The half that will never be told. . .
from David Ruccio
Certainly not by mainstream economists—not if they continue to defend their turf and to attack the new literature on “Slavery’s Capitalism” with the vehemence they’ve recently displayed.
It makes me want to forget I ever obtained my Ph.D. in economics and the fact that I’ve spent much of my life working in and around the discipline.
A recent article in The Chronicle of Higher Education [ht: ja] highlights Edward E. Baptist’s novel book, The Half Has Never Been Told (which I wrote about back in 2014), and some of the outrageous ways it has been criticized by mainstream economists—first in a review in the Economist (which was so over-the-top it was subsequently retracted) and then in a group of reviews published in the Journal of Economic History (unfortunately, behind a paywall).
In my view, this is not a clash between two disciplines (as the Chronicle would have it), but rather a fundamental incompatibility between mainstream economic theory and a group of historians who have refused to adhere to the epistemological and methodological protocols established and defended—with a remarkable degree of ignorance and intolerance—by mainstream economists.
What is at stake is a particular view of slavery in relation to U.S. capitalism—as well as a way of producing economic history (of slavery, capitalism, and much else).
Baptist’s argument, in a nutshell, is that slavery was central to the development of U.S. capitalism (“not just shaping but dominating it”) and systematic torture (a “whipping machine”) was one of the principal means slaveowners used to increase the productivity of cotton-picking slaves and thus boost the surplus they were able to extract from them.
Mainstream economists hold a quite different view—that slavery was an outdated, inefficient system that had little to do with the growth of capitalism in North America, and increased productivity in cotton production was due to biological innovation (improved varieties of seeds that yielded more pickable cotton) not torture in the labor process.
They also use different frameworks of analysis: whereas Baptist relies on slave narratives and contingent historical explanations, mainstream economists fetishize quantitative methods and invoke universal (transcultural and transhistorical) modes of individual decision-making.
Those are the two major differences that separate Baptist (and other “Slavery’s Capitalism” historians) and mainstream economists.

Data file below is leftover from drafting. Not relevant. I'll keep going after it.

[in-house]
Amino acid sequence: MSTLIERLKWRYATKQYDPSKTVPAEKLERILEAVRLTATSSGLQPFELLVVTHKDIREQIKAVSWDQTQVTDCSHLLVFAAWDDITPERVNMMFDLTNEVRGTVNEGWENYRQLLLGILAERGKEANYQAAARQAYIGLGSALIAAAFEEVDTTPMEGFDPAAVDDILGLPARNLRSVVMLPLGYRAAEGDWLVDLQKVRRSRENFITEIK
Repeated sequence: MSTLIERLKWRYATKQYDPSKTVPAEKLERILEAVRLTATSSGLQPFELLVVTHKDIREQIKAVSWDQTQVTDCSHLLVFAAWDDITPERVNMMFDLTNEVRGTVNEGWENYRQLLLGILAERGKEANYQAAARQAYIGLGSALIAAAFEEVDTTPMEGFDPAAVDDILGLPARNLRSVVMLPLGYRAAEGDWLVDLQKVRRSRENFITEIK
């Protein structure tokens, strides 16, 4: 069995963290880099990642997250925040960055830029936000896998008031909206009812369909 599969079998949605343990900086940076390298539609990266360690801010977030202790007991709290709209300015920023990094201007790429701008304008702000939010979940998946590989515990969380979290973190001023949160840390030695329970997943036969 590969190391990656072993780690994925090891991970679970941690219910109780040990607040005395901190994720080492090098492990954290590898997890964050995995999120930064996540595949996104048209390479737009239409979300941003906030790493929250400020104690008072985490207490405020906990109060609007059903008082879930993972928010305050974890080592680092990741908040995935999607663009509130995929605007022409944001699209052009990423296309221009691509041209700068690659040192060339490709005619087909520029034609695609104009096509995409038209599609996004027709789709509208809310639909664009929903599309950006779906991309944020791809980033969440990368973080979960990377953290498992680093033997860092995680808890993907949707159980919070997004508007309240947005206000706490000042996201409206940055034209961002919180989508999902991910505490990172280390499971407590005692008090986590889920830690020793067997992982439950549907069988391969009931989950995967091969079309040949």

This is how one mainstream economist, Alan L. Olmstead, begins his review:
Edward Baptist’s study of capitalism and slavery is flawed beyond repair.
Olmstead then proceeds to accuse Baptist of being careless with the numbers, of “making things up,” and “misunderstanding economic logic,” all of which leads to “a vast overstatement of cotton’s and slavery’s ‘role’ on the wider economy and on capitalist development.”
All and all, Baptist’s arguments on the sources of slave productivity growth and on the essentiality of slavery for the rise of capitalism have little historical foundation, raise bewildering and unanswered contradictions, selectively ignore conflicting evidence, and are error-ridden.
Baptist, for his part, has responded to Olmstead’s scathing attack (as well as critical reviews by others) in the following fashion:
Some scholars axiomatically refuse to accept the implications of the fact that brutal technologies of violence drove slave labor. They retreat into homo economicus fallacies to resist considering the question of whether in some cases violence increased, or was calibrated over time to enhance production. They evade consideration of survivors’ testimony about those changes, insisting that this data is “anecdotal”—as if the enslavers’ claims on which they build arguments are epistemologically any different.
That’s a problem for those of us who work in and around the discipline of economics: mainstream economists are simply unwilling to give up on homo economicus and doggedly refuse to examine either the economic effects of the brutal system of torture that was central to U.S. slavery or the role slave cotton played in the development of U.S. capitalism. Not to mention their arrogance in responding to the work of anyone who argues otherwise.
And that’s why the other half of the story will never be told by mainstream economists.